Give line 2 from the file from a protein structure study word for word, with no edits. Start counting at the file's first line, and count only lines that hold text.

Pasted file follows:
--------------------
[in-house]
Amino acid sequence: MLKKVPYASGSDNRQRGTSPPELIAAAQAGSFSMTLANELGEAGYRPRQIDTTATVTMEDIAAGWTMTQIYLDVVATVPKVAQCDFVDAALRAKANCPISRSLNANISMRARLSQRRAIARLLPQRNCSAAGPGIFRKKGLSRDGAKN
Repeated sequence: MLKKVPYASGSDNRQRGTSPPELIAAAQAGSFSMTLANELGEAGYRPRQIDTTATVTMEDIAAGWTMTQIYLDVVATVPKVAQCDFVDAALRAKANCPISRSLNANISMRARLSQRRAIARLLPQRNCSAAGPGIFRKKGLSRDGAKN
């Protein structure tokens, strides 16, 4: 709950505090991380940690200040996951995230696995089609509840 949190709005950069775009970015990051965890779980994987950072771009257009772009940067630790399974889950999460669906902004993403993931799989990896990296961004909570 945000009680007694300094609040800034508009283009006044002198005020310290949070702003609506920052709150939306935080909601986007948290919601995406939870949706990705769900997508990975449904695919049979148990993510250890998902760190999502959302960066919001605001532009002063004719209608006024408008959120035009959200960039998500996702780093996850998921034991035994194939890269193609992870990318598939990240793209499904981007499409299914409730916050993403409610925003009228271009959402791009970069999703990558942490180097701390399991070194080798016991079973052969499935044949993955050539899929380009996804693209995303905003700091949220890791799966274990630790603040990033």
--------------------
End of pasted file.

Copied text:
Amino acid sequence: MLKKVPYASGSDNRQRGTSPPELIAAAQAGSFSMTLANELGEAGYRPRQIDTTATVTMEDIAAGWTMTQIYLDVVATVPKVAQCDFVDAALRAKANCPISRSLNANISMRARLSQRRAIARLLPQRNCSAAGPGIFRKKGLSRDGAKN